[PATCH 1/3] Fix Unlikely(x) == y
nickpiggin at yahoo.com.au
Tue Feb 19 13:33:53 EST 2008
On Tuesday 19 February 2008 01:39, Andi Kleen wrote:
> Arjan van de Ven <arjan at infradead.org> writes:
> > you have more faith in the authors knowledge of how his code actually
> > behaves than I think is warranted :)
> iirc there was a mm patch some time ago to keep track of the actual
> unlikely values at runtime and it showed indeed some wrong ones. But the
> far majority of them are probably correct.
> > Or faith in that he knows what "unlikely" means.
> > I should write docs about this; but unlikely() means:
> > 1) It happens less than 0.01% of the cases.
> > 2) The compiler couldn't have figured this out by itself
> > (NULL pointer checks are compiler done already, same for some other
> > conditions) 3) It's a hot codepath where shaving 0.5 cycles (less even on
> > x86) matters (and the author is ok with taking a 500 cycles hit if he's
> > wrong)
> One more thing unlikely() does is to move the unlikely code out of line.
> So it should conserve some icache in critical functions, which might
> well be worth some more cycles (don't have numbers though).
I actually once measured context switching performance in the scheduler,
and removing the unlikely hint for testing RT tasks IIRC gave about 5%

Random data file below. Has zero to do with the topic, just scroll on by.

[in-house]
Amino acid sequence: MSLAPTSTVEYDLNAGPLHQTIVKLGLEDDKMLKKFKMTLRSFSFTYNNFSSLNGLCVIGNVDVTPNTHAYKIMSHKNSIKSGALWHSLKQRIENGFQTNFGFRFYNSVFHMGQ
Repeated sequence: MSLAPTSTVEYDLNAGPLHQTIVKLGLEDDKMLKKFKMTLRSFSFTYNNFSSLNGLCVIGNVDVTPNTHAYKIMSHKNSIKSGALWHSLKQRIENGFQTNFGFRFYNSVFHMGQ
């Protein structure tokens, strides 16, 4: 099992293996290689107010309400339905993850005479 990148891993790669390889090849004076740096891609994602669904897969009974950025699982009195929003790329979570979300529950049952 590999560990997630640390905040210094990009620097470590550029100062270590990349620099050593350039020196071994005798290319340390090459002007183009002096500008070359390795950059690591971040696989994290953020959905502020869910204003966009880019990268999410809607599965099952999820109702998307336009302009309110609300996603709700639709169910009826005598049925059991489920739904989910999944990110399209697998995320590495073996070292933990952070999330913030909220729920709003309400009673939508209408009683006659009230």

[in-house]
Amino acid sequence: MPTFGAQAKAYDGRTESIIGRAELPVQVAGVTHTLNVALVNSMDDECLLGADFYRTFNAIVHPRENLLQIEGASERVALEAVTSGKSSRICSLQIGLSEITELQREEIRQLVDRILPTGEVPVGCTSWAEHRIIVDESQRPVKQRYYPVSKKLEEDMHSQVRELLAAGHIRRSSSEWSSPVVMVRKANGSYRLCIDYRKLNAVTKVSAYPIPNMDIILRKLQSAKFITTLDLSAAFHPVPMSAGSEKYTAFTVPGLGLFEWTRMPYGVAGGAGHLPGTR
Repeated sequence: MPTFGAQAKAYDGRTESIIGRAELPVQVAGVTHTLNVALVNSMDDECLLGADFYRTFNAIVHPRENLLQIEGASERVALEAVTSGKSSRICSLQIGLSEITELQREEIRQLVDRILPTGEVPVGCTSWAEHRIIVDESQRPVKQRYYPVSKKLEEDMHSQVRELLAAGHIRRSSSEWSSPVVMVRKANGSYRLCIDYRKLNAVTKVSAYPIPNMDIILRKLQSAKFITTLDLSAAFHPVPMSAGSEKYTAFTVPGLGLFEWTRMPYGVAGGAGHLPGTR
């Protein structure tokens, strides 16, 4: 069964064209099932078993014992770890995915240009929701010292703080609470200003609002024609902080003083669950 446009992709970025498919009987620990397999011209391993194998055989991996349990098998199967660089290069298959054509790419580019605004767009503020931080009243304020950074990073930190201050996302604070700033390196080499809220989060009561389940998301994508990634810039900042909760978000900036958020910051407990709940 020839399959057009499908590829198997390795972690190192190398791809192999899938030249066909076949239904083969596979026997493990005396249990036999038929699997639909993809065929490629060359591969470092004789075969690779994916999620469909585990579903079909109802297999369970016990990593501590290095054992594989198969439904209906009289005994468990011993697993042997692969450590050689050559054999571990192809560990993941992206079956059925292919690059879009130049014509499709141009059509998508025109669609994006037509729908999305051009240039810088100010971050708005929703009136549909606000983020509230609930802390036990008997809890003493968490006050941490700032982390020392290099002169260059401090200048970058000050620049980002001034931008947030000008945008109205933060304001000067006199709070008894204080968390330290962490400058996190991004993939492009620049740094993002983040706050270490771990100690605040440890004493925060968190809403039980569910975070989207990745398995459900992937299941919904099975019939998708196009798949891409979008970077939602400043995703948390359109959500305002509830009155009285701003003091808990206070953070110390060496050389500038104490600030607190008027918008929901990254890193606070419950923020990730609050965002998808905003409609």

This was on a P4 which is very different from more modern CPUs both in
terms of branch performance characteristics, and icache characteristics.
However, the P4's branch predictor is pretty good, and it should easily
be able to correctly predict the rt_task check if it has enough entries.
So I think much of the savings came from code transformation and movement.
Anyway, it is definitely worthwhile if used correctly.
Actually one thing I don't like about gcc is that I think it still emits
cmovs for likely/unlikely branches, which is silly (the gcc developers
seem to be in love with that instruction). If that goes away, then
branch hints may be even better.
> But overall I agree with you that unlikely is in most cases a bad
> idea (and I submitted the original patch introducing it originally @). That
> is because it is often used in situations where gcc's default branch
> prediction heuristics do would make exactly the same decision
> if (unlikely(x == NULL))
> is simply totally useless because gcc already assumes all x == NULL
> tests are unlikely. I appended some of the builtin heuristics from
> a recent gcc source so people can see them.
> Note in particular the last predictors; assuming branch ending
> with goto, including call, causing early function return or
> returning negative constant are not taken. Just these alone
> are likely 95+% of the unlikelies in the kernel.
Yes, gcc should be able to do pretty good heuristics, considering
the quite good numbers that cold CPU predictors can attain. However
for really performance critical code (or really "never" executed
code), then I think it is OK to have the hints and not have to rely
on gcc heuristics.
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